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Krosámis [kro ˈsa mis] was one of the first of the Hermit Masters who established Endajué.

An enamel portrait of the Master.

Little is known of his early life, save for hints dropped in one dzusúic (short teaching) or another. He must have been born around 1740 in the state of Rajjay, in a small town; his gender classification was ewez. Born to a family without distinction, he was recognized for his intelligence, he was accepted as a monk in a Mešaic monastery. There are references to a family and a son, though it is assumed that he outlived both. By his own account he was a dissatisfied student who questioned much of what he learned; he was beaten often as a young novice, and largely ignored during his long career. He refers to the destructive wars of the nye of Rajjay and other realms, which tried one after another to reconstitute the empire of Axunai.

Sometime around 1800, he left his monastery seeking truth for himself— not an unusual practice under Mešaism. He was isolated for two years; after this he accepted conversation and then disciples, wandering Rajjay and Niormen for the rest of his long life. He had concluded that the Mešaic gods did not exist, and in any case were repugnant as described by their priests— venal, aloof, and immoral, no better than the petty kings who had divided Xengiman. Instead, he preached the Greater Principle, the unity of all things, transcending the Lesser Principle of division.

His original name is unknown; he took the name krosámis ‘twig’ as a reminder that masters too are small things in the universe. He is described as kindly though serious, patient with the missteps of his disciples, only becoming angry at the priests who continued to preach their tired gods, and at visitors who sought only provocative discussion and not spiritual practice and physical labor— to him, essential components of a religious life.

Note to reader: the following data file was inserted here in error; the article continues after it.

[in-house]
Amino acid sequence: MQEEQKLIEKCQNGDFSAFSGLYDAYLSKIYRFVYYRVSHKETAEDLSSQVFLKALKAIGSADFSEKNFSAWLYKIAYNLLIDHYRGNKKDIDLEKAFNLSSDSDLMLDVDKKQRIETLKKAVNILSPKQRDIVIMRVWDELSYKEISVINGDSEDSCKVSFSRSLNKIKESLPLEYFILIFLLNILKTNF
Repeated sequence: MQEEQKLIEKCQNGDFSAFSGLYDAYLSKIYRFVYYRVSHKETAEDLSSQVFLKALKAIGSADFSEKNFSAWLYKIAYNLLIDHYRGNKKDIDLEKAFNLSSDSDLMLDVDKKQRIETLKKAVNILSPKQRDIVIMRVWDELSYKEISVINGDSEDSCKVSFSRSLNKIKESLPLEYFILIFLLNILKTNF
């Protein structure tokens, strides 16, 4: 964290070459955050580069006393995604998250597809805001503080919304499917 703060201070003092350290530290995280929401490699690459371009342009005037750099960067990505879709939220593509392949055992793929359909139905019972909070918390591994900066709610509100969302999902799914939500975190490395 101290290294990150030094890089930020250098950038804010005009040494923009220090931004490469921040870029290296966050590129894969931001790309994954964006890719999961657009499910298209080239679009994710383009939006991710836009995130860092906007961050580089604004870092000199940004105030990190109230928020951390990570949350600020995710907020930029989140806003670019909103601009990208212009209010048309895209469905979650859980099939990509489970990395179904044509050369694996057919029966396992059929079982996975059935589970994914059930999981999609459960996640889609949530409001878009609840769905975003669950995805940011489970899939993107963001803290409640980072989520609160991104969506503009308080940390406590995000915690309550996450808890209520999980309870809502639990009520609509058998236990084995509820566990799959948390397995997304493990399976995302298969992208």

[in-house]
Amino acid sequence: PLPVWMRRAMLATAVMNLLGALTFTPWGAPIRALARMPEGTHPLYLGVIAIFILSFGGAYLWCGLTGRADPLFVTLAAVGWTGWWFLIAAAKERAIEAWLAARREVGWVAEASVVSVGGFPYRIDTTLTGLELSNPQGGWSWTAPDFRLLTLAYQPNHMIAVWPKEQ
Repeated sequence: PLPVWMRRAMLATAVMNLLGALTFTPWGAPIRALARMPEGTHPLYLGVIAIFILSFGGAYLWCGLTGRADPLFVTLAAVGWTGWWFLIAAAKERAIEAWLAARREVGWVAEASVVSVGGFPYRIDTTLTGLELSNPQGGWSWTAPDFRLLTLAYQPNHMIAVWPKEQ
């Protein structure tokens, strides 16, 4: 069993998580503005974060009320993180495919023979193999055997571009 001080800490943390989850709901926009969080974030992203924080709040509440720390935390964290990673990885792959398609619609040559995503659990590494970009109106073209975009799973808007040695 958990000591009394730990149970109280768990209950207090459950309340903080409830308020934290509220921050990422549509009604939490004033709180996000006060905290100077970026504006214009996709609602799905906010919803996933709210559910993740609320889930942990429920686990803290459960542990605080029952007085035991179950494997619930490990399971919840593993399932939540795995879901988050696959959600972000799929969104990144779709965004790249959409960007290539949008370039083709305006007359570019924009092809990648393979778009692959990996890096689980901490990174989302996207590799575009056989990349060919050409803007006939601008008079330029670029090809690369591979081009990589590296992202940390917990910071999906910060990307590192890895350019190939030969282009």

He was not the only early Master; contemporaries included Nauni Čeykirc and Zim, neither of whom he ever met. In some ways his teaching did not fully embody the new religion; e.g. he did not take women disciples, and he accepted soon-to-be-outmoded ideas such as the Planes and the third sex. In some ways he was more radical than his successors, however: he criticized slavery and land ownership, suggested that no one should marry nor eat meat, and claimed that the ilii were no more enlightened than men.

When Endajué began to create rituals to honor the Masters, Krosámis was honored, very likely in ways that would have embarrassed him. He was depicted as a saintly and jovial old man, for some reason devoted to gardening, and who rather than dying simply disappears, as a demonstration of his mastery over his own movements.


This is only a small selection; despite his early date, Krosámis is one of the most quoted of the Masters. He wrote nothing; all his words were remembered by dzuséy and only recorded centuries later.

“The Greater Principle cannot be known by words, because all words belong to the Lesser, save only these four: one, everything, path, and dance.”

“To accept gods is to deny the Greater Principle.”

“The soul is only a breath.”

“It’s said that I teach. I don’t teach; I unteach. To advance in understanding you must correct misconceptions and penetrate the omnipresent cloud of illusion.”

“To believe you understand is the most persistent of the illusions.”

“My friends, you are wise enough to seek counsel from a man who owns nothing but his own robes. You would be wiser to follow my example. When you own nothing but robes yourself, you will be as wise as I am.”

“When rulers despise titles and riches, judge with compassion, and live and teach virtue, and only then, will they deserve acclamation.”